Application 3: Analyzing DDR 2 memory data signals
High speed digital physical layer signals can also be acquired by the M5i.33xx-x16 series digitizers. The bandwidth of a digital signal is dependent on the rise time of the pulses which is a function of the clock rate. The general rule of thumb is that the measurement bandwidth of the measurement system should be five times the clock frequency of the digital system. You can see this in the example shown in Figure 4 showing the acquisition and analysis of a double data rate (DDR 2) memory data signal. DDR memories use three digital signals to read and write data into the device; the signals are clock, strobe, and data. The data signal is shown in the figure.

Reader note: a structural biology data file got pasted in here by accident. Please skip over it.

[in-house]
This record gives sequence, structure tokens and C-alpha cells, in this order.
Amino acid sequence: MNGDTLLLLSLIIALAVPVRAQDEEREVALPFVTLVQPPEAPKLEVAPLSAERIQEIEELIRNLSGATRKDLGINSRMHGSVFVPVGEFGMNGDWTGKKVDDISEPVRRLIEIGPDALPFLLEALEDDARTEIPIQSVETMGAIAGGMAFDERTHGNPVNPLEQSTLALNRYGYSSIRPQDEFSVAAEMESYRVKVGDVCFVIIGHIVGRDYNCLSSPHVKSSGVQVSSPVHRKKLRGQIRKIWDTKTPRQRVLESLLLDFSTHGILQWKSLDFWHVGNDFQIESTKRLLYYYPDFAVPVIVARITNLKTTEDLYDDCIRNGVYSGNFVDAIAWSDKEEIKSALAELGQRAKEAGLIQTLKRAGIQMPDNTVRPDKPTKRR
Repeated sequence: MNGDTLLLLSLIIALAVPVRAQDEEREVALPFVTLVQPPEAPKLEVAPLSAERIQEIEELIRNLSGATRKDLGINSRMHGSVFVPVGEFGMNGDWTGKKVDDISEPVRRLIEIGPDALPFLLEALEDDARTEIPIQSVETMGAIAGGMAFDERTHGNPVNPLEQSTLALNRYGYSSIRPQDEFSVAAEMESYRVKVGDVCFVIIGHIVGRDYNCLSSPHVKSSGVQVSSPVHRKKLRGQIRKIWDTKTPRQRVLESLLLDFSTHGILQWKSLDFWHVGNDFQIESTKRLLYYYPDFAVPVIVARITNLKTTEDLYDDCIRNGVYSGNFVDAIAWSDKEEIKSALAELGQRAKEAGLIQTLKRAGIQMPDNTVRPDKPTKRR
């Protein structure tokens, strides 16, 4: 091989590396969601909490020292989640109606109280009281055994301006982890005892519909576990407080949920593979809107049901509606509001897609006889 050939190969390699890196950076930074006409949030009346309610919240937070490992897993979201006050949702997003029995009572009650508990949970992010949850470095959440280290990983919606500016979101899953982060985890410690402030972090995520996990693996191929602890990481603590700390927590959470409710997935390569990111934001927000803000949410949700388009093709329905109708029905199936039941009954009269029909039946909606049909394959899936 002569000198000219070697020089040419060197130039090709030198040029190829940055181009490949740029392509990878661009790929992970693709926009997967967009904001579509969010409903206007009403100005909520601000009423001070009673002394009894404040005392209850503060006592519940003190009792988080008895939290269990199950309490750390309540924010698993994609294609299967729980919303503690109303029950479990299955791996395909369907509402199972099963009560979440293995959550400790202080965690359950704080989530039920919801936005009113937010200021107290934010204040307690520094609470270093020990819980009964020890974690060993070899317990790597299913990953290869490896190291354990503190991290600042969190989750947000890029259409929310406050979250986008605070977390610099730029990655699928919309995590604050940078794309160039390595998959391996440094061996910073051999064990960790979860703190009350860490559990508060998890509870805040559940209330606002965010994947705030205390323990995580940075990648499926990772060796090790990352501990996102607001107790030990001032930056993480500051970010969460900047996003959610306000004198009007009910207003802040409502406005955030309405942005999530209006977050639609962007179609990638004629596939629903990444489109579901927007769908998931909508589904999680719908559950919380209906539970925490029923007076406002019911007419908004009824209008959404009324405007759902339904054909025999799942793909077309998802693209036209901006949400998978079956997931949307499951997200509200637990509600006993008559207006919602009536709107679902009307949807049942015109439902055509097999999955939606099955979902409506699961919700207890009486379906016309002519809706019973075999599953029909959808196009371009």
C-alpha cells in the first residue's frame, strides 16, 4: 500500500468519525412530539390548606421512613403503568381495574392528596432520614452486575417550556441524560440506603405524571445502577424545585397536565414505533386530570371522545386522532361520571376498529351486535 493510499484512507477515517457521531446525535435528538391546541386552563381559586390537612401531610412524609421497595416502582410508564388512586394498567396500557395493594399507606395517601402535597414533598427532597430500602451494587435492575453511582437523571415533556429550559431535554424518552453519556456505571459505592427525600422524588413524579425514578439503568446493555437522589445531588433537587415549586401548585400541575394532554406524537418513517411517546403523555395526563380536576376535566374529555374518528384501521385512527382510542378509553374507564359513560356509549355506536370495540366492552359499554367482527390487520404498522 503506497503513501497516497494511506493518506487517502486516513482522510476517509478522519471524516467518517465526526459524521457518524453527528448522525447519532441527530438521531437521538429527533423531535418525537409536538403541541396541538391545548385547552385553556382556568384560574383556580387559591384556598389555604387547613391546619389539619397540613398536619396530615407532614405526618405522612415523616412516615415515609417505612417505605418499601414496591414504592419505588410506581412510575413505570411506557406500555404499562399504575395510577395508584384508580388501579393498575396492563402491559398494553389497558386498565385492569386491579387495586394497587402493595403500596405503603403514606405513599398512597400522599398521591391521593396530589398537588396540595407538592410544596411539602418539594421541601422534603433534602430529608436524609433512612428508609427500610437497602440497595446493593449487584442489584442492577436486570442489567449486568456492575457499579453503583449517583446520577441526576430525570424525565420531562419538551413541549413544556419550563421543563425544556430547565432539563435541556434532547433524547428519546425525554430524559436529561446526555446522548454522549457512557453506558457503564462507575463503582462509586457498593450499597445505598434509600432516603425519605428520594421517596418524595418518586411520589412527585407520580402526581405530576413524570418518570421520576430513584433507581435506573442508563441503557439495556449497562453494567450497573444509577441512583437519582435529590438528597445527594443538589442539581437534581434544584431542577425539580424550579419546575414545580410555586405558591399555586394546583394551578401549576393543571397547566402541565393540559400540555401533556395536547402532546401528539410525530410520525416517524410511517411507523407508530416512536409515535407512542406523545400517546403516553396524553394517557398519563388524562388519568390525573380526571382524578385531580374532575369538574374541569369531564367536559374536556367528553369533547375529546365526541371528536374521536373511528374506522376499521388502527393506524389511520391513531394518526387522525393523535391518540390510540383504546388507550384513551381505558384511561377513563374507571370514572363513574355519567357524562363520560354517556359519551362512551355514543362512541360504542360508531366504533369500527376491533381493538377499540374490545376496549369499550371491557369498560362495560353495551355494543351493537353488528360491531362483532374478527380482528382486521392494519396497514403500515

The acquired data signal is shown in the upper left trace. A horizontally expanded view of the signal is shown in the lower left trace. The FFT spectrum of the data signal is shown in the right-hand trace. As expected, the spectrum has a Sin(x)/x envelope due to the pulse-like nature of the digital signal. The device is clocked at 333 MHz. As the name implies, DDR memory operations occur at twice the clock rate. The nulls in the spectrum occur at 666 MHz and integer multiples of that frequency. The spectrum shows considerable energy out to about 3 GHz.
The range of applications for the M5i.33xx-x16 series digitizers are very broad. The three examples shown offer insight into the possibilities that exist.